James McPherson's Media & Politics Blog

Observations of a patriotic progressive historian, media critic & former journalist


  • By the author of The Conservative Resurgence and the Press: The Media’s Role in the Rise of the Right and of Journalism at the End of the American Century, 1965-Present. A former journalist with a Ph.D. in journalism, history and political science, McPherson is a past president of the American Journalism Historians Association, a board member for the Northwest Alliance for Responsible Media, and a professor of communication studies at Whitworth University.

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Posts Tagged ‘Santa Claus’

Conservative quackery and Santa Claus

Posted by James McPherson on December 20, 2013

Merry Christmas and Happy Holidays, everyone. I hope your appreciation of the season hasn’t been dampened by recent controversy involving those wildly popular but oft-misunderstood bearded guys.

No, I’m not talking about “Daddy Duck” Phil Robertson and the other guys of “reality” television’s “Duck Dynastyclan, as I see no need to join the discussion over whether clan leader Phil Robertson is a homophobic racist or just a committed Christian (other than to point out that those who claim that Robertson’s free speech rights are being violated are clueless about the First Amendment).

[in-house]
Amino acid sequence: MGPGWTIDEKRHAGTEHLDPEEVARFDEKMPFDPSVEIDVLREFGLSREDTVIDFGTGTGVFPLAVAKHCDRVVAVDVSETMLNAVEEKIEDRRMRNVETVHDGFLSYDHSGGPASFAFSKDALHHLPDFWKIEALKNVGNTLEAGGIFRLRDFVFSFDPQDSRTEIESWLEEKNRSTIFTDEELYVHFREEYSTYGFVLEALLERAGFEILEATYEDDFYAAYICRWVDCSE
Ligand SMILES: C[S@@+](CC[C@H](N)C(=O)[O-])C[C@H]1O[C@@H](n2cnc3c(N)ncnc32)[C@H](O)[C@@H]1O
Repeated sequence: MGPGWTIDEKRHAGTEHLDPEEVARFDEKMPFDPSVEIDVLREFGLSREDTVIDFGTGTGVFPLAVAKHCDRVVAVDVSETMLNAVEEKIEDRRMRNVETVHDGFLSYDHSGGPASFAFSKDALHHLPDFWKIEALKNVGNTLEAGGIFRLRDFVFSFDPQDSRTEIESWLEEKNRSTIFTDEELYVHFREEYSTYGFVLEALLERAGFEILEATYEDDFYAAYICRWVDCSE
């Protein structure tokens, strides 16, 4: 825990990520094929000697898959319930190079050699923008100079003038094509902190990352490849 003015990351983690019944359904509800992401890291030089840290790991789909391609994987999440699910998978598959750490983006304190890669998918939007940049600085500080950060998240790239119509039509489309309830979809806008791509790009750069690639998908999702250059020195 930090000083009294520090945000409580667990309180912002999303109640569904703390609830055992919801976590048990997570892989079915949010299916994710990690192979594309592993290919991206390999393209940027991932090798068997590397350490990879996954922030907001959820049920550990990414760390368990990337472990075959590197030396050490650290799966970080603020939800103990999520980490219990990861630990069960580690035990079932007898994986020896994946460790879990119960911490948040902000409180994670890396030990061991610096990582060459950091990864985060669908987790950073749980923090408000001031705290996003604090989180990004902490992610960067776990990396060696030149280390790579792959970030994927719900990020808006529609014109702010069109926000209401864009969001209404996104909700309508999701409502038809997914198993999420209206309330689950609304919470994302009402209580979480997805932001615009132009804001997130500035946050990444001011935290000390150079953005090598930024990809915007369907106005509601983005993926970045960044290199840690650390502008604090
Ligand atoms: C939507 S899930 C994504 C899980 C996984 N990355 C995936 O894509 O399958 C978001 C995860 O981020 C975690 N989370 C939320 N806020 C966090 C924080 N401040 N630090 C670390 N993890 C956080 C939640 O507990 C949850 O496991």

I’m more interested in the controversy involving those other bearded guys — Santa Claus and Jesus — whom a defensive and “very, very blonde” professional spokesmodel Megyn Kelly brought into Fox News’ annual weird, wacky, hypocritical and ultimately pointless (except to fire up viewers and drive up ratings) “war on the war on Christmas” by insisting that both were white guys.

Not surprisingly, Kelly was wrong about both Jesus and the inspiration for Santa. (Incidentally, Bill O’Reilly has now declared the war over, making himself the commanding general in a Christian victory, and the “war on Christmas” is just a subset of the equally ludicrous (at least in this country) “Christians are persecuted” meme, anyway.)

The “white Santa/white Jesus” discussion continued over several days (not much real news before the holidays, apparently), and I actually heard someone on television question whether we even know Santa’s gender. I’m not making that up, though I wasn’t in front of the TV and so don’t know who said it.